Unfortunately, inevitably, you will get sick but on the plus side India is the best and easiest diet plan you’ll ever undertake. You will have the delightful experience of shitting yourself in public. Gastroenteritis is a bitch when you’re on a 23-hour bus ride from Mumbai to Goa. Knowing my poop was water and needing to go every ten minutes, I seriously contemplating piss-pooing out the window, the only thing stopping me was the fact the man behind me had his window open which would have been disastrous for him. In your face, Mr. I could delve into a thousand and one diarrhoea anecdotes but nausea is not what I’m aiming for.
Travelling in India was safe back then but the main annoyance for female solo travellers was the daily sexual assault. Back in those days, Indian men saw western women as whores, which entitled them to treat us as such. Aged only 17, I had never experienced sexual harassment at this level, whether it was an ‘accidentally on purpose’ brush of the thigh; a full on fanny grab; or actually assault- on a daily basis. But what was also strange was seeing the intimacy between men. Viewing heterosexual men holding hands was alien to me and the questioning whether there was anything more to this tenderness. Does not allowing any kind of sexual affection before marriage somehow contributes to the high levels of sexual violence towards women in India? But hey I’m no intellectual on this subject.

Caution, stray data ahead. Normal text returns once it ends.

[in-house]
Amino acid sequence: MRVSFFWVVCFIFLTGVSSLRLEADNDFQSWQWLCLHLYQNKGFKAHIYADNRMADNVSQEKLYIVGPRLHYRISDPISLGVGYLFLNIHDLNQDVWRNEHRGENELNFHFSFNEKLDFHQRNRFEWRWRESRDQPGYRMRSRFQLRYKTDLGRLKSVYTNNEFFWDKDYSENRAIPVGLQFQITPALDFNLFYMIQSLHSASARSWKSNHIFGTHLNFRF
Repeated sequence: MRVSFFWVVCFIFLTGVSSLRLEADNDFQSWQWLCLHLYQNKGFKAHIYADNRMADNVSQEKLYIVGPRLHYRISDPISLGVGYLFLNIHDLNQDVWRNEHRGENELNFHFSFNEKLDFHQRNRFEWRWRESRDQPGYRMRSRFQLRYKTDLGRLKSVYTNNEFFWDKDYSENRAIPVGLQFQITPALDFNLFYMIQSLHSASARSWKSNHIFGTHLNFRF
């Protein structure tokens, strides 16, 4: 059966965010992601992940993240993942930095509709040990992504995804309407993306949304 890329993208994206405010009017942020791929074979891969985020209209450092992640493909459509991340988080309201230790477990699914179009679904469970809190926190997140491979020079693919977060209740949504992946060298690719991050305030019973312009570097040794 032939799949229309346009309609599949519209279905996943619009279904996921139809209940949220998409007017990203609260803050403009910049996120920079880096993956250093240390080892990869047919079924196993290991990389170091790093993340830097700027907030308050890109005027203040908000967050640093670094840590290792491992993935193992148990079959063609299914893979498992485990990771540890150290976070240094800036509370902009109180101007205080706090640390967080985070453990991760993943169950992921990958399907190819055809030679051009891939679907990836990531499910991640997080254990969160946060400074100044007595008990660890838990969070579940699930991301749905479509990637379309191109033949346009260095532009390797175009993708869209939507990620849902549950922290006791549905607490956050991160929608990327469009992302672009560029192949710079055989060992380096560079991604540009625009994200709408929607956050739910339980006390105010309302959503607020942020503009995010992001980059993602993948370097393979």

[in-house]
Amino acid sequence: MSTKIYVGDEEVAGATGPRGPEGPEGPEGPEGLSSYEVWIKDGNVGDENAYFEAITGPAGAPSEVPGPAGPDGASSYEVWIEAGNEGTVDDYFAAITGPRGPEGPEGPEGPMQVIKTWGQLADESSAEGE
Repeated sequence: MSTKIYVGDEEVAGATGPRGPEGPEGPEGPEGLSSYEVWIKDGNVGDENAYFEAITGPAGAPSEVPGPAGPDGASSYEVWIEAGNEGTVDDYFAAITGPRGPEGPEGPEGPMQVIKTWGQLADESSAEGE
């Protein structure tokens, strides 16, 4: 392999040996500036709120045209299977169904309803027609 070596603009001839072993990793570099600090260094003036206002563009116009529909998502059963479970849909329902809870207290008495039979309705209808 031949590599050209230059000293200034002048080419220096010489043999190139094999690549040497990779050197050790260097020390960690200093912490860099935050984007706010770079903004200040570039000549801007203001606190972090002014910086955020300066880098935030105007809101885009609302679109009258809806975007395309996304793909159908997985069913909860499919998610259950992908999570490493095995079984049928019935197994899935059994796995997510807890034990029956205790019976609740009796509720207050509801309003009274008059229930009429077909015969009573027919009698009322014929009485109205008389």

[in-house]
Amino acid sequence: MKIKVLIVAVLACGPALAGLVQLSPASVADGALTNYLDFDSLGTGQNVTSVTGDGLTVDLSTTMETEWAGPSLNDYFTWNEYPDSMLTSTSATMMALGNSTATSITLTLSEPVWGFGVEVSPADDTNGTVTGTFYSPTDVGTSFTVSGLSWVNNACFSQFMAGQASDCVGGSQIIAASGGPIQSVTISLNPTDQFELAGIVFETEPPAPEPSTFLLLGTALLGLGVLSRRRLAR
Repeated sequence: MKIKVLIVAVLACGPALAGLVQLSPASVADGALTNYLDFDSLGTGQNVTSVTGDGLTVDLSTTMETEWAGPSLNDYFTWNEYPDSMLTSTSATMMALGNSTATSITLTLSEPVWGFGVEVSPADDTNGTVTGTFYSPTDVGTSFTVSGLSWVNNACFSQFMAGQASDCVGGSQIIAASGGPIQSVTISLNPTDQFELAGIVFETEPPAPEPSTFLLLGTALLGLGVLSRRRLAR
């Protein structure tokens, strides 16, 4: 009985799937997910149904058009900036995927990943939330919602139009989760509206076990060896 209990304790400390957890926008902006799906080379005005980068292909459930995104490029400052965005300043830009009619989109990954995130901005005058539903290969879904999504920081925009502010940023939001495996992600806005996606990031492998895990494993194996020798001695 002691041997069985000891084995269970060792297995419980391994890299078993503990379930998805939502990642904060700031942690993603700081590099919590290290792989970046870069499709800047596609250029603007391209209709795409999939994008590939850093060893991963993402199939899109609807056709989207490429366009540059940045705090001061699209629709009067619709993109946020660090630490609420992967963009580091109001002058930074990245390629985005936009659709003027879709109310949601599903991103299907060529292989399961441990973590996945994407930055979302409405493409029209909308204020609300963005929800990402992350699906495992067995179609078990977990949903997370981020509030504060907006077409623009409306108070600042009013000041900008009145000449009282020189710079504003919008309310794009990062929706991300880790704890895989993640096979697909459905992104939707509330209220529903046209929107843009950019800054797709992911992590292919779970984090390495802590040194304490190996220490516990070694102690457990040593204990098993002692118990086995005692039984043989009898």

After trying to stop my side-to-side head wobble once we left India, we continued on our travels for the next 14 months. We travelled overland to Nepal where Bob got all his travellers cheques and passport stolen so unavoidable entered into the dark world of theft and crime in that country. Next Thailand, off my chops on mushroom omelettes at full moon parties and living in a bamboo hut on Bottle beach, Kho Pang Gang- not dissimilar to the novel ‘The Beach’ without the ‘Lord of the flies’ shenanigans. Crossing the border in Malaysia and Bob being thoroughly searched quadruple times due to him being top to toe in tie-dyed, only to find later a humongous marijuana bud flattened in my diary and being so scared of the death penalty immediately flushing it down the toilet.